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Rock mass characterization along the tunnel axis for Golen Gol hydropower project Chitral, Pakistan.

Byline: Sajjad Hussain, Noor Mohammad, Mohammad Tahir, Zahid Ur Rehman and Nisar Mohammad

Abstract

The characterization of rock mass is an essential part of the preliminary engineering design in the field of civil and mining engineering. It is considered very beneficial when limited geological and geotechnical data of site is available. In the present research, the empirical methods i.e. Rock Mass Rating (RMR), Tunneling Quality Index (Q-System) and Geological Strength Index (GSI) classification systems for assessment and classification of rock mass along the axis of tunnel. These empirical methods were applied on the geological and geotechnical data collected along the axis of tunnel. The strength properties and intrinsic properties of rock samples, which are important for characterization, were determined in the laboratory. The rock mass along tunnel axis was characterized based on the empirical methods, intrinsic and strength properties of the rock mass.

After characterization, the rock mass was divided into three geotechnical units i.e. GU-1, GU-2 and GU-3. Different support systems for each geotechnical unit were recommended to stabilize the tunnel. The conventional drilling and blasting technique was proposed for driving of the tunnel.

Keywords: Geology; Strength properties; Deformation modulus; Characterization of rock mass; Support systems.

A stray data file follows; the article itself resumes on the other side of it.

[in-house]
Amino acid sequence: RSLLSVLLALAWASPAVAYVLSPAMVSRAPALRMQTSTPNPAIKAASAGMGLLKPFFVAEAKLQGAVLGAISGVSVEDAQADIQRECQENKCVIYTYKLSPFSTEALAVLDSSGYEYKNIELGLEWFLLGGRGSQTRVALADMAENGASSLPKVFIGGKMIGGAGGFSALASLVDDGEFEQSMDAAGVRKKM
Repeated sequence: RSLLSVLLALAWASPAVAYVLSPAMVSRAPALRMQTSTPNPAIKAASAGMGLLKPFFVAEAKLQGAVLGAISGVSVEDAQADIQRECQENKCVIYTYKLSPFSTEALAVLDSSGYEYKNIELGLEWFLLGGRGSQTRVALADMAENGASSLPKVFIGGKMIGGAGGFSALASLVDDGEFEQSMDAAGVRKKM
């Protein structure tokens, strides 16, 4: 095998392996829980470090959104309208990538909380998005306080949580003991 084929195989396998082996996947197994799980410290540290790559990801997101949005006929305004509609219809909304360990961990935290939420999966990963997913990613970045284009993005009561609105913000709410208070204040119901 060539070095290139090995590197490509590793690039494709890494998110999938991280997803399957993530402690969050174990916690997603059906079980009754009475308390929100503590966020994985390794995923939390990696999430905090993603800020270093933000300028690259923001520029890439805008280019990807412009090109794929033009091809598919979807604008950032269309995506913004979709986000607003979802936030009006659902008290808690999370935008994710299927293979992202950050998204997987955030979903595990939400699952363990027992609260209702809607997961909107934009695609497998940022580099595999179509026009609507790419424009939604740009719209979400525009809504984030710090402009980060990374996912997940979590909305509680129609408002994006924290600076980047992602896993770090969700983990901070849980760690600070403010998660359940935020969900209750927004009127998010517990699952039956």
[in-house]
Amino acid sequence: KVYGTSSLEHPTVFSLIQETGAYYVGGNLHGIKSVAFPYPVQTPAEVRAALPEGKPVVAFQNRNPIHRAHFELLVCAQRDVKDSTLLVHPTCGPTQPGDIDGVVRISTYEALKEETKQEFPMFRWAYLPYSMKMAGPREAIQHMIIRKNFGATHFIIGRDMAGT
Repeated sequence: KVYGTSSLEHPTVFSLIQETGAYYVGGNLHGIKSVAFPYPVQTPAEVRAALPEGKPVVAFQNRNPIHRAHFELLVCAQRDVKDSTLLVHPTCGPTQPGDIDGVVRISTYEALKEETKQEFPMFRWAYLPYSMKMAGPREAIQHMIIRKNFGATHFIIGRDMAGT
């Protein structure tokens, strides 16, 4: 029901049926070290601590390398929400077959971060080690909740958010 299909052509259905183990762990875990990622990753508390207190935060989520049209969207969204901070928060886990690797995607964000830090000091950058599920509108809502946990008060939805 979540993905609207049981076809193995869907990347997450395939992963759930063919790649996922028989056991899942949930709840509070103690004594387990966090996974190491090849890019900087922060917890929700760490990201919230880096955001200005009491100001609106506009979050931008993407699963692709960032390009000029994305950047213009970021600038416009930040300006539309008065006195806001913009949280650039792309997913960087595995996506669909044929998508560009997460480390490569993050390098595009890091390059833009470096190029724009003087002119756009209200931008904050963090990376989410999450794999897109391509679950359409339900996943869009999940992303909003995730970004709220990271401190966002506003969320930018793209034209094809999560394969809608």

1. Introduction

The 106 MW Golen Gol Hydropower Project is to be developed on river Golen Gol, Chitral, Pakistan. The location map of project is shown in Fig. 1. The tunnel is the main structure in this project and it requires more attention from stability point of view. The proposed length of the tunnel is 3800 m, diameter 3.7 m. The proposed shape for the tunnel is horse shoe shape as shown in Fig. 2. The geological and geotechnical studies were conducted both in field and laboratory. The field study consists of bore hole logging, geological mapping, sample collections, scan line joint survey and geotechnical data.

The rock mass characterization and design of support systems are the integral part of any engineering design of tunnels, foundations and caverns within the rock mass (Hashemi, 2010; Cai, 2011; Ali, 2014). It is considered very beneficial when limited geological and geotechnical data of site is available (Hoek, 1993). The results from rock mass classification systems depend on the reliability of field data (Biniawski, 1989). The rock mass classification systems are used to classify the rock masses into different categories having more or less similar geological and geotechnical properties on the basis of results obtained from rock mass characterization (Sopac, 2008). For more authentic result of rock mass classification more than one classification systems should be used (Biniawski, 1989; Geni, 2007).